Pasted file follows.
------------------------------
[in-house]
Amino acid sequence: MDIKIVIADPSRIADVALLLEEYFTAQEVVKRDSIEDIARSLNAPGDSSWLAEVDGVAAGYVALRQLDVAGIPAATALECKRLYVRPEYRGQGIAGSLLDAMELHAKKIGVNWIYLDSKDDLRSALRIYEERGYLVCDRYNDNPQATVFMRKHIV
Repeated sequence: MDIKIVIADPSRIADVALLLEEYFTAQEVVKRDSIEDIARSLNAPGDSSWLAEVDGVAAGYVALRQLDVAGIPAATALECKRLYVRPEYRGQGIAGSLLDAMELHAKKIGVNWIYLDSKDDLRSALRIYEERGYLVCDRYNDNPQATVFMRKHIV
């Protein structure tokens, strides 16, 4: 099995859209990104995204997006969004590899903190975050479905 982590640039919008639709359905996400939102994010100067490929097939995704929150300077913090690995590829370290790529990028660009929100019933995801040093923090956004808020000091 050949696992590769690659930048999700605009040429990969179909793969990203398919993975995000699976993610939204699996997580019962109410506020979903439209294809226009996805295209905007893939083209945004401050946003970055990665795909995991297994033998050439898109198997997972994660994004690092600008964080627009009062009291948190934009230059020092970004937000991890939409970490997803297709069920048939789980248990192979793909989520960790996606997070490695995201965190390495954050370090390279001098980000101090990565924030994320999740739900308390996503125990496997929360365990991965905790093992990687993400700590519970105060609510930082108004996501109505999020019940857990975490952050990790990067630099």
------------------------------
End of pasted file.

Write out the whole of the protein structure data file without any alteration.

[in-house]
Amino acid sequence: MDIKIVIADPSRIADVALLLEEYFTAQEVVKRDSIEDIARSLNAPGDSSWLAEVDGVAAGYVALRQLDVAGIPAATALECKRLYVRPEYRGQGIAGSLLDAMELHAKKIGVNWIYLDSKDDLRSALRIYEERGYLVCDRYNDNPQATVFMRKHIV
Repeated sequence: MDIKIVIADPSRIADVALLLEEYFTAQEVVKRDSIEDIARSLNAPGDSSWLAEVDGVAAGYVALRQLDVAGIPAATALECKRLYVRPEYRGQGIAGSLLDAMELHAKKIGVNWIYLDSKDDLRSALRIYEERGYLVCDRYNDNPQATVFMRKHIV
């Protein structure tokens, strides 16, 4: 099995859209990104995204997006969004590899903190975050479905 982590640039919008639709359905996400939102994010100067490929097939995704929150300077913090690995590829370290790529990028660009929100019933995801040093923090956004808020000091 050949696992590769690659930048999700605009040429990969179909793969990203398919993975995000699976993610939204699996997580019962109410506020979903439209294809226009996805295209905007893939083209945004401050946003970055990665795909995991297994033998050439898109198997997972994660994004690092600008964080627009009062009291948190934009230059020092970004937000991890939409970490997803297709069920048939789980248990192979793909989520960790996606997070490695995201965190390495954050370090390279001098980000101090990565924030994320999740739900308390996503125990496997929360365990991965905790093992990687993400700590519970105060609510930082108004996501109505999020019940857990975490952050990790990067630099």